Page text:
Nutrition is one of the key areas to focus on while trying to improve one’s oral health. However, there are a number of other factors that can influence gum disease, tooth decay, or worse. If nutrition is not an area of concern, focus on any of the following possible risk factors.
Although the effects of smoking were not fully aware in the past, we now know that smoking is a destructive habit. Not only does it threaten one’s oral health, but it can create a vast array of health problems. Considering the health issues related to smoking are 100% preventable, it is important that you take these risks seriously.
The smoke that is inhaled from cigarettes or pipes creates a destructive path. The chemicals and smoke itself attack whatever tissue it comes into contact with. Starting within your mouth; your tongue, gums, and teeth are affected next. Then, the smoke continues to pass through your throat, esophagus, lungs, stomach, and various other areas before reaching organs such as the kidneys and bladder.
Since the effects of smoking are preventable, it is essential that this concern is addressed. Understanding the hazards associated with tobacco use may not only save your teeth, but your life. It is important to try and quit smoking if you are a current smoker.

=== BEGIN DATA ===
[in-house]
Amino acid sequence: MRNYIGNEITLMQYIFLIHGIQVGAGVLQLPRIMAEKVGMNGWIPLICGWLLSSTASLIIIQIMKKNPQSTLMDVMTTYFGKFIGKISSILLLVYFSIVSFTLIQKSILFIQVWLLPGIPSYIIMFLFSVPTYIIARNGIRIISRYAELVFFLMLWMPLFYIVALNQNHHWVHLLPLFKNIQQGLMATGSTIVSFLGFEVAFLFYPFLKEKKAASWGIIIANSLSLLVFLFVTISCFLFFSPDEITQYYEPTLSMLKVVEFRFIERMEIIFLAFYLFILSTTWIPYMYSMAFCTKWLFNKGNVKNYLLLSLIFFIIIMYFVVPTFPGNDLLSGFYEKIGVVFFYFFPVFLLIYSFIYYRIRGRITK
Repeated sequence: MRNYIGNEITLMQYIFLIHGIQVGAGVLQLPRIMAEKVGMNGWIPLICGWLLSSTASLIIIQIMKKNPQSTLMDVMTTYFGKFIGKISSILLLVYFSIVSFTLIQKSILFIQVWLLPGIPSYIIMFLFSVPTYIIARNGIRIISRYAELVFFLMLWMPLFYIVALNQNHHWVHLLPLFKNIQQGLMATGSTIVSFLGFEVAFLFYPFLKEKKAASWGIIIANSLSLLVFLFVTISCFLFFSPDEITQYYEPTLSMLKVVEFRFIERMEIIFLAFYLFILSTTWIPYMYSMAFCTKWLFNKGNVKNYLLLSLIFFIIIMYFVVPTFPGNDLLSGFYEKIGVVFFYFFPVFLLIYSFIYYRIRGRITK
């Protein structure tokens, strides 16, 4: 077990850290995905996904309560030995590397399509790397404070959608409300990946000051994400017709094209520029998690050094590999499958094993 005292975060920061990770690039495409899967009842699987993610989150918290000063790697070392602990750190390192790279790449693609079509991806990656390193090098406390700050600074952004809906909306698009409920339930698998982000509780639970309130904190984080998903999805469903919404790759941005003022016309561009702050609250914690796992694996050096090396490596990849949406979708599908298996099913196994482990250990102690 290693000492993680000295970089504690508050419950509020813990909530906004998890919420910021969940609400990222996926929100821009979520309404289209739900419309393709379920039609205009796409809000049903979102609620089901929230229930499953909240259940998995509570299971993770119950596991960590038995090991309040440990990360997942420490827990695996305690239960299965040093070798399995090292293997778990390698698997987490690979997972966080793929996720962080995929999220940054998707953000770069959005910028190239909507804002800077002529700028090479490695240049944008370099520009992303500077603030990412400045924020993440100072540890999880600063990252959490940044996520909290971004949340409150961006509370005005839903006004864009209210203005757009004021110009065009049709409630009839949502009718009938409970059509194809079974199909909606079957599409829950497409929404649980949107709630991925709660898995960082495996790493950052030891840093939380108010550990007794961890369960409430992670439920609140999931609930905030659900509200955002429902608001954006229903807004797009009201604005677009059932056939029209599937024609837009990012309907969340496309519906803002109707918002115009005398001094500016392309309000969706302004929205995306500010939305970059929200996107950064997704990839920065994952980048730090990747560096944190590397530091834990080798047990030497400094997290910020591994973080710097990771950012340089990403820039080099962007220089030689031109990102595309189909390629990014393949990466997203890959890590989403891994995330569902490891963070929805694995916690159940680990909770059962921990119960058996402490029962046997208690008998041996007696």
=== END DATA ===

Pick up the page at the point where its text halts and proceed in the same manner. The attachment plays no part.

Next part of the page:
Depending on the duration of one’s smoking habits, they may experience anything from discolored teeth to oral cancer. One of the key signs will be gum disease. This is due to tobacco’s ability to restrict blood flow, reducing the level of oxygen and nutrients.
If an individual is overweight, he or she would benefit from changes to lifestyle. Not only should nutrition be addressed, but physical exercise as well. It is no secret that obesity is linked to a number of diseases, but researchers have linked this epidemic to gum disease.
Overweight individuals often suffer from inflammation throughout their body. Since this typically restricts blood flow, gum tissue suffers. When blood flow is restricted, there is a lack of vital nutrients being transported to various parts of the body (including your mouth). This can result in gum disease.
Although some stress is normal, chronic stress is destructive to one’s health. When you are consistently under stress, you increase your risk of both oral diseases and cardiovascular disease. When someone is under high levels of stress, their cortisol increases. This is the hormone that is associated with stress, suppressing the immune system. This allows bacteria to develop in the mouth, increasing one’s risk of oral health complications.